4. Say: You all did so well on writing 'chip', I think you're ready to try a word by yourself! What do you think? What if I wanted to spell the word 'chunk'. How many letter boxes would I need? (talk with the class to make a decision) That's right, four! Show me on your own how I would write chunk in my four letterboxes. What would I put in the first letterbox? What about the last? (walk around and see what students need help). When you are finished, try these words: chimp, watch, and chat. Make sure you count how many letterboxes you need before you try and spell the word!
5. Say: You guys have done an excellent job in learning about the sound /ch/. Now, we are going to read a book called Chicka Chicka Boom Boom. Hmmm, what is special about the title of this sentence? (Wait until most students have raised their hands). Right! The first two words begin with the /ch/ sound! This story is about the letter A telling B and B telling C to meet at the top of the coconut tree. The letters, in alphabetical order, begin to climb the tree. They are having a wonderful time, but as more and more letters climb up the coconut tree, the tree begins to bend over more and more until "Chicka chicka. . . BOOM! BOOM!," the letters all fall off!!! What do you think they are going to do? Let's read and find out. Each time that you hear the /ch/ sound I want you to put your hand on your head. I'll be looking to see who is listening and paying attention!
6. Say: I loved the way that you all put your hands on your head when you heard me make the /ch/ sound. Now that you all have heard me reading, I want to see if you can read the /ch/ sound on your own! You are going to read a story called Missing Chime. In this story, a little boy is always caught admiring a wind chime in a store. One day, the wind chime goes missing and the little boy is blamed. What do you think is going to happen? I want you to read on your own to find out, and I am going to come up to each of you individually to hear how you're doing!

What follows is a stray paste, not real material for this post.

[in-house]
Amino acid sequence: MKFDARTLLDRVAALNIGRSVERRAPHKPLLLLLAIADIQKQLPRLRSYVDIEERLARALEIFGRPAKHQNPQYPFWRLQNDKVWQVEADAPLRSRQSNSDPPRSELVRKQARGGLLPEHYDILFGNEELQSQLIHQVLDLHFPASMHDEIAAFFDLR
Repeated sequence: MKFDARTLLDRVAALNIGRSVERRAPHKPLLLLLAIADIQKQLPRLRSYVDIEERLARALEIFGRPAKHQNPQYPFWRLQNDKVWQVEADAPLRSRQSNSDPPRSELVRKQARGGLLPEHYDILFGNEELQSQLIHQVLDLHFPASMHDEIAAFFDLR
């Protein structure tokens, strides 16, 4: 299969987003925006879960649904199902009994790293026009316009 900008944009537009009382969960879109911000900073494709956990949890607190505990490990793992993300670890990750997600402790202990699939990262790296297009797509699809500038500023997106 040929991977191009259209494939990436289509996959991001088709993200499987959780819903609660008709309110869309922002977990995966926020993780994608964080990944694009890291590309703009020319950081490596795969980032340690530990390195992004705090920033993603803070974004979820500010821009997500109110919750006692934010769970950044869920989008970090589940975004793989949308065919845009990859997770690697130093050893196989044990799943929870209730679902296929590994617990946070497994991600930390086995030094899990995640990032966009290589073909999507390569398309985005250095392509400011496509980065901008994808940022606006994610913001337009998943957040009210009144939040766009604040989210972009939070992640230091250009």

Assesment: Say: Before we finish our lesson on the /ch/ sound, I want to see if you can read and find /ch/ in a word all by yourself! On this worksheet, you need to color all of the words that have the /ch/ sound in them. Make sure you are looking for the letter 'c' and the letter 'h' next to each other! You each are going to get a chocolate chip as a treat for working so hard, and to remind you that even though we started out with ingredients, they made something different... just like the letter 'c' and the letter 'h' do! (Collect worksheets to evaluate all of the students' understanding)
- Lindsey Goodwyn, Charlie the Chimp http://www.auburn.edu/academic/education/reading_genie/journeys/goodwynbr.htm
- Aimee Gourdouze, Chooo! Chooo! Heres Comes the Train http://www.auburn.edu/academic/education/reading_genie/illum/gourdouzebr.html
- Carol Brooke, Chocolate Chip Digraphs http://www.trcabc.com/resources/chocolate-chip-digraphs-ch-sh-th-word-game/
-/Ch/ worksheet http://www.superteacherworksheets.com/phonics/ch-word-color.pdf